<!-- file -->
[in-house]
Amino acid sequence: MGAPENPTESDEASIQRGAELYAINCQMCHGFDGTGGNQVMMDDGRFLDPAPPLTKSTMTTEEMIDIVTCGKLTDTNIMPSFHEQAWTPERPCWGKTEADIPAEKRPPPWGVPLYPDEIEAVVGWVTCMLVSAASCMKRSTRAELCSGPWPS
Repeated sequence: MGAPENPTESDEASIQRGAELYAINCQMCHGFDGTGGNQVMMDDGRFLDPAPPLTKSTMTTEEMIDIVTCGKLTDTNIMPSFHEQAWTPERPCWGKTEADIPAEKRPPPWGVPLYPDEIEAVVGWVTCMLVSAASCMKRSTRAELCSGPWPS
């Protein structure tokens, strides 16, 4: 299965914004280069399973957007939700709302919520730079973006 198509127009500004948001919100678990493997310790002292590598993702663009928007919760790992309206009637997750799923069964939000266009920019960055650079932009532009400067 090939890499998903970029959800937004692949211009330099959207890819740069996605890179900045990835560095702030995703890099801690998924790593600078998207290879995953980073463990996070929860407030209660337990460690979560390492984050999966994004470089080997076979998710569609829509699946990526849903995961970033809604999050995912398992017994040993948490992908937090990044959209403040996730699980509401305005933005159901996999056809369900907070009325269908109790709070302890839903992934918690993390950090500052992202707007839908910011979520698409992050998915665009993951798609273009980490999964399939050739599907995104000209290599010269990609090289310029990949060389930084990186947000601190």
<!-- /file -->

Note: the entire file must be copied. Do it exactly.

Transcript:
[in-house]
Amino acid sequence: MGAPENPTESDEASIQRGAELYAINCQMCHGFDGTGGNQVMMDDGRFLDPAPPLTKSTMTTEEMIDIVTCGKLTDTNIMPSFHEQAWTPERPCWGKTEADIPAEKRPPPWGVPLYPDEIEAVVGWVTCMLVSAASCMKRSTRAELCSGPWPS
Repeated sequence: MGAPENPTESDEASIQRGAELYAINCQMCHGFDGTGGNQVMMDDGRFLDPAPPLTKSTMTTEEMIDIVTCGKLTDTNIMPSFHEQAWTPERPCWGKTEADIPAEKRPPPWGVPLYPDEIEAVVGWVTCMLVSAASCMKRSTRAELCSGPWPS
């Protein structure tokens, strides 16, 4: 299965914004280069399973957007939700709302919520730079973006 198509127009500004948001919100678990493997310790002292590598993702663009928007919760790992309206009637997750799923069964939000266009920019960055650079932009532009400067 090939890499998903970029959800937004692949211009330099959207890819740069996605890179900045990835560095702030995703890099801690998924790593600078998207290879995953980073463990996070929860407030209660337990460690979560390492984050999966994004470089080997076979998710569609829509699946990526849903995961970033809604999050995912398992017994040993948490992908937090990044959209403040996730699980509401305005933005159901996999056809369900907070009325269908109790709070302890839903992934918690993390950090500052992202707007839908910011979520698409992050998915665009993951798609273009980490999964399939050739599907995104000209290599010269990609090289310029990949060389930084990186947000601190």